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Texas communities slammed by Hurricane Harvey can now apply for a share of a half-billion dollars in federal money that will cover everything from buying out flood-prone homes to building new seawalls and restoring sand dunes, Gov. Greg Abbott told an audience in Rockport on Tuesday.
The state expects to receive just over $1 billion in hazard mitigation money from the Federal Emergency Management Agency by the one-year anniversary of Harvey’s landfall in late August, Abbott said, but half of that is available immediately.
“We want to rebuild in ways that reduce the risk of future damages to property and to lives,” Abbott told a group of local officials in Rockport, which bore the brunt of Harvey’s Category 4 winds and suffered extensive property damage.
The money is available to cities and counties affected by Harvey, and can be used for:
- Buyouts of flooded structures and elevating structures above floodplains
- Floodwalls, seawalls, jetties, sand dune restoration and channeling waterways
- Retrofitting houses and buildings to withstand hurricane winds
- Storm surge protection projects
“The money is here, checks can be cut immediately as soon as you get your applications in and get them approved by [the Texas Division of Emergency Management],” Abbott said, adding that the agency’s chief, Nim Kidd, knows “there’s a need for speed.”
Disaster mitigation money is a standard step in FEMA’s long-term recovery strategy after a natural disaster, said Kurt Pickering, a FEMA spokesman based in Austin.
“The whole idea is to make the state ... more resilient next time,” he said.
The FEMA money covers 75 percent of project costs. While local governments typically provide the other 25 percent, Abbott said other federal funding sources have been secured to cover that 25 percent for approved Harvey-related projects.
Abbott also gave the audience an update on a long-awaited $5 billion worth of Community Development Block Grants that Congress approved in the fall for long-term Harvey recovery. Administered by the federal Department of Housing and Urban Development, the grants will cover 100 percent of the cost of disaster relief, infrastructure, economic revitalization and housing projects for both local governments and individuals.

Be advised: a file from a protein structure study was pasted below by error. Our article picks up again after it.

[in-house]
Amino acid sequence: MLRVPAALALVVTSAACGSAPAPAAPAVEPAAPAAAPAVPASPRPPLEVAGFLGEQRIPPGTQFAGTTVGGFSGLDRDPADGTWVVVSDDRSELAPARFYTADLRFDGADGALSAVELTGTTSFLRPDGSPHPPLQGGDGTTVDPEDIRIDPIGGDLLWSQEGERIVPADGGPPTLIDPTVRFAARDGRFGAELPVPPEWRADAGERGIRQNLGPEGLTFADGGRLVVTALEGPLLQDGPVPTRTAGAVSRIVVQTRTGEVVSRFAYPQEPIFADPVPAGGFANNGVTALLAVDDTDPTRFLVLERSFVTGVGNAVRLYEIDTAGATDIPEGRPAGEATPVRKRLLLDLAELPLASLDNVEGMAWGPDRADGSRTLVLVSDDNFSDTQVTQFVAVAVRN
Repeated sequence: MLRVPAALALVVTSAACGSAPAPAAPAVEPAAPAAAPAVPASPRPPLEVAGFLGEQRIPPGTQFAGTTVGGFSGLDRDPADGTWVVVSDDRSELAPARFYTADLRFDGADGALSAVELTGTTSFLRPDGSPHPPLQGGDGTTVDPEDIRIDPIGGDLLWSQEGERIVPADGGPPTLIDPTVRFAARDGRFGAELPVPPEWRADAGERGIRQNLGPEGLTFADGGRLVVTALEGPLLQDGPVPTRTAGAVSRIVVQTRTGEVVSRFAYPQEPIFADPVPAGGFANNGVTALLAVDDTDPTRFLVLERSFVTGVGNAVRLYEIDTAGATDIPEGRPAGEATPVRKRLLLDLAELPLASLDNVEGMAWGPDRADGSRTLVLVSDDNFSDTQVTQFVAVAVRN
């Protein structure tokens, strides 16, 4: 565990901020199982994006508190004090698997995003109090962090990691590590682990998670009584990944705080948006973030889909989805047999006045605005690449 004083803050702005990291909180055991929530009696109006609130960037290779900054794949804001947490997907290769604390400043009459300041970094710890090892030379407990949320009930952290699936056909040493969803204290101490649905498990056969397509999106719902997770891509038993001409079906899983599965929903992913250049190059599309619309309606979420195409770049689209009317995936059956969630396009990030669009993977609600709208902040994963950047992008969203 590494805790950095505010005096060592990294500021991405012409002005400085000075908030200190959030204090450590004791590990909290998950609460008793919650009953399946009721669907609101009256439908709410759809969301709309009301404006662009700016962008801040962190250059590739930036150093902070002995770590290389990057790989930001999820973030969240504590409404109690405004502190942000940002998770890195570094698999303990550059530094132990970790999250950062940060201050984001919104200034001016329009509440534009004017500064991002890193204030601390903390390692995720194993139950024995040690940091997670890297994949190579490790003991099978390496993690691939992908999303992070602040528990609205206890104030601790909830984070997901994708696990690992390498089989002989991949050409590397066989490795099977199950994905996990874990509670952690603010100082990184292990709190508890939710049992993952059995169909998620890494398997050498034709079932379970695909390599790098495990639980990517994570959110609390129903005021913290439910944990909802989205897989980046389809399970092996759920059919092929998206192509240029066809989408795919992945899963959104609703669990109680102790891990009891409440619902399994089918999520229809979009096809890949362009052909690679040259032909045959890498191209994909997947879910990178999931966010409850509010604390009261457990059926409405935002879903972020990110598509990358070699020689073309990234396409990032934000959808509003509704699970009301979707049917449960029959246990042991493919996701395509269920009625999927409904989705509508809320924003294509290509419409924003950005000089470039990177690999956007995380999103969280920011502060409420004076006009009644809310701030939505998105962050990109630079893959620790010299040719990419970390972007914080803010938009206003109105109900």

HUD has issued its rules for disbursing the money, Abbott said, and the Texas General Land Office must now issue a state plan that HUD has to approve. Abbott said HUD has promised to fast-track that process and that he expects the $5 billion to be available by the end of March.
“What this $5 billion of money is for is to rebuild the houses so that everybody’s house is once again gonna be fully livable,” Abbott said.
Abbott said Texas will also receive a still-to-be-determined share of the $89 billion in disaster relief that Congress passed last week as part of the federal budget agreement. He said Texas will get “tens of billions” from that allocation — the money will be divided among areas hit last year by hurricanes, wildfires and other natural disasters.
That money can be used for everything from extending short-term housing assistance for displaced Harvey victims to local transportation projects, Abbott said.
“This region is now going to have the funding that it’s been seeking to build long-desired projects to fully restore this region,” Abbott said.
“We’re very thankful to Congress for providing us the funding that they have,” he added, “but don’t think for a minute that we are done with regard to our requests to Congress.”